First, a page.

For this reason (dia touto) many are weak and sick among you, and many sleep. (1 Cor 11:30 NKJV)

Here Paul is speaking about the Lord’s Supper and he says that many people are sick, weak and have died. Why’s that? In order to know “the why” we must look at what he has just finished saying.

For he who eats and drinks in an unworthy manner eats and drinks judgment to himself, not discerning the Lord’s body. For this reason (dia touto) many are weak and sick among you, and many sleep. (1 Corinthians 11:29-30 NKJV)

So the reason for the judgment is people are not properly discerning the Lord’s body, but taking it in an unworthy manner.

Are you with me thus far? Can you agree that if Paul says “for this reason” we should look to the context to see what his reason is? If so, let’s head back to 1st Corinthians chapter 11 where Paul is speaking about head coverings. Here’s what he says:

For a man indeed ought not to cover his head, since he is the image and glory of God; but woman is the glory of man. For man is not from woman, but woman from man. Nor was man created for the woman, but woman for the man. For this reason (dia touto) the woman ought to have a symbol of authority on her head, because of the angels. (1 Corinthians 11:7-10 NKJV)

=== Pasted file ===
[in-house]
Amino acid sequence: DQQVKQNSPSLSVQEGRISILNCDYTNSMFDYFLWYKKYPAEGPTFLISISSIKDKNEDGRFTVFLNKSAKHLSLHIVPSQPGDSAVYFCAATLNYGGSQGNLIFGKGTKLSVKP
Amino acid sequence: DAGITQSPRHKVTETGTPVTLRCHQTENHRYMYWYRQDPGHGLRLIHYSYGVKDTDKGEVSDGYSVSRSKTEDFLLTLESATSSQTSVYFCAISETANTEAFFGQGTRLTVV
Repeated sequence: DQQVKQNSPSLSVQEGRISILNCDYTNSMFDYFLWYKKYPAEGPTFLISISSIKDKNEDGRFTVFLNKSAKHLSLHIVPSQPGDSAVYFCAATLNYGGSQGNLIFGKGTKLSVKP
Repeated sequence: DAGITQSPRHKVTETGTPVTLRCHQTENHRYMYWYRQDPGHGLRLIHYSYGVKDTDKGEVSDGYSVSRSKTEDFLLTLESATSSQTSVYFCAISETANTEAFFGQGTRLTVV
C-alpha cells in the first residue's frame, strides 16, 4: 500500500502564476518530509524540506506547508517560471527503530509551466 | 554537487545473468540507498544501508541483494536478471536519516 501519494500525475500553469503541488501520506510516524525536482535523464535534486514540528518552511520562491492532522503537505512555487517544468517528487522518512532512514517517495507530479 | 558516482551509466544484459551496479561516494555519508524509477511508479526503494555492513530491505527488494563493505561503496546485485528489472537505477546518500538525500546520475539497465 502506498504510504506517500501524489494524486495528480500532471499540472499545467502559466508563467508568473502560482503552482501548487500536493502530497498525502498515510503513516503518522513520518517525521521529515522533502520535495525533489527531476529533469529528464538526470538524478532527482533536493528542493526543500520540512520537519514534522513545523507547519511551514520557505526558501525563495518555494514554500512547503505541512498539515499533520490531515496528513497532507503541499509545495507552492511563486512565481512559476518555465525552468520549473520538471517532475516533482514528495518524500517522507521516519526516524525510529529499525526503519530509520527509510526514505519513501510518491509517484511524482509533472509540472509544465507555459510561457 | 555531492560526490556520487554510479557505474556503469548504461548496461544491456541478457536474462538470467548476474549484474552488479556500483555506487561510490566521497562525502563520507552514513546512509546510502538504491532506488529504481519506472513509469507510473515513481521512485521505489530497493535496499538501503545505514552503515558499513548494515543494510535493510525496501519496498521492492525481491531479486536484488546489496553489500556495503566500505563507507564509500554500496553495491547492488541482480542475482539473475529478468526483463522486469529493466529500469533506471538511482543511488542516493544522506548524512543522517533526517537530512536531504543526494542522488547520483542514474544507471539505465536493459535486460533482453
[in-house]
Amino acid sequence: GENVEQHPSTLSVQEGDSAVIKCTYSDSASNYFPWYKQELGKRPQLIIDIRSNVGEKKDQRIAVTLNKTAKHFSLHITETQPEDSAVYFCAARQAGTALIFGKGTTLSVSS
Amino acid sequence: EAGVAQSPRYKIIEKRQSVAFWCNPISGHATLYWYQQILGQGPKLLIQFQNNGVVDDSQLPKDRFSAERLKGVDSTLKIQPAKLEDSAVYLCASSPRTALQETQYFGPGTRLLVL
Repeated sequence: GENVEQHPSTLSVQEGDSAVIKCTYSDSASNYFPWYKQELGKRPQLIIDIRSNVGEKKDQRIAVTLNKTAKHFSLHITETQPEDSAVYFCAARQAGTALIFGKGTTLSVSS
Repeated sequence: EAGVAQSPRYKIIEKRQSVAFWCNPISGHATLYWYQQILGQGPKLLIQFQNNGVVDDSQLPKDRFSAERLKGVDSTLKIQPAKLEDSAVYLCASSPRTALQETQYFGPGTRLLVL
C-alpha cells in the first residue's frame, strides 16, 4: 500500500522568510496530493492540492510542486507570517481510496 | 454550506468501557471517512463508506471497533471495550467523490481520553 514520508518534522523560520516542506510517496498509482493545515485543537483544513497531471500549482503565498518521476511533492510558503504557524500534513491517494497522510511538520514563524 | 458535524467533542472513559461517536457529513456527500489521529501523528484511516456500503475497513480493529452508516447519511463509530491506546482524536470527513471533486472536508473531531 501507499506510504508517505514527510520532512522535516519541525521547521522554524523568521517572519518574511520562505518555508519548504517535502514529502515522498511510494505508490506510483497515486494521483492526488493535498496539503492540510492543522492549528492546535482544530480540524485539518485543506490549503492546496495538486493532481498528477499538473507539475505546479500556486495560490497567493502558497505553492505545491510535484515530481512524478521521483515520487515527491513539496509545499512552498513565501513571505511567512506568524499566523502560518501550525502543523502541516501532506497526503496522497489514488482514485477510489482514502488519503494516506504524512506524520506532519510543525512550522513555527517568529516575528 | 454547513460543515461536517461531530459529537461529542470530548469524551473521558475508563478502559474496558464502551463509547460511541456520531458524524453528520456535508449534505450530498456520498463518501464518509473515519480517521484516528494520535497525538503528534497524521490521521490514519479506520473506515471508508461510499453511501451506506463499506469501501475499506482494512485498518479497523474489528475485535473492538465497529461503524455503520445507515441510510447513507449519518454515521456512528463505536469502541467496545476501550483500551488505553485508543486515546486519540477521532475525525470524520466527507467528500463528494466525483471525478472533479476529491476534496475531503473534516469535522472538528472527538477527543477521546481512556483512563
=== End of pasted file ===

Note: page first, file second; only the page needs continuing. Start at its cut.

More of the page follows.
In this section of Scripture Paul is explaining the differences between men and women in how they were created. Man reflects the glory of God whereas woman reflects the glory of man. Woman was originally created out of man, and was made for him to be his helper. It is because of these truths about the order and purpose of creation that Paul wants women to have a symbol of authority on their heads. So we’re not left in the dark, wondering why Paul wants women to cover their heads. He gives us one of his reasons here along with many others in the rest of this section.

If you ever hear an argument for or against head covering, listen to the reasons that the person gives. If he or she doesn’t give the same reasons that Paul does then they’re not making clear what Paul said (exegesis) but bringing their own thoughts into the passage (eisegesis). Whenever you hear “prostitutes in Corinth”, “modesty reasons”, “in that culture”, “in that time” as the basis for Paul’s command, just remember “dia touto”.

References

1.
 This is the rendering of the NKJV. Other English versions use different but similar words such as ”that is why’ (ESV) or ‘therefore’ (NASB)
2.
 Gregory S. MaGee – The Relationship of DIO and DIA TOUTO to the Surrounding Context (page 5) – Accessible on TREN.com for a fee. ID # 001-1012
3.
 Ibid – Page 58
4.
 Ibid – Page 7 (footnote #19)

Jeremy Gardiner

Jeremy is the founder of the Head Covering Movement and the author of Head Covering: A Forgotten Christian Practice for Modern Times. He lives in Edmonton, Alberta, Canada and is a member of Fellowship Baptist Church. He is a husband to Amanda and father to four young children. Jeremy is also the founder and operator of Gospel eBooks, a popular website that provides alerts for free and discounted Christian e-books.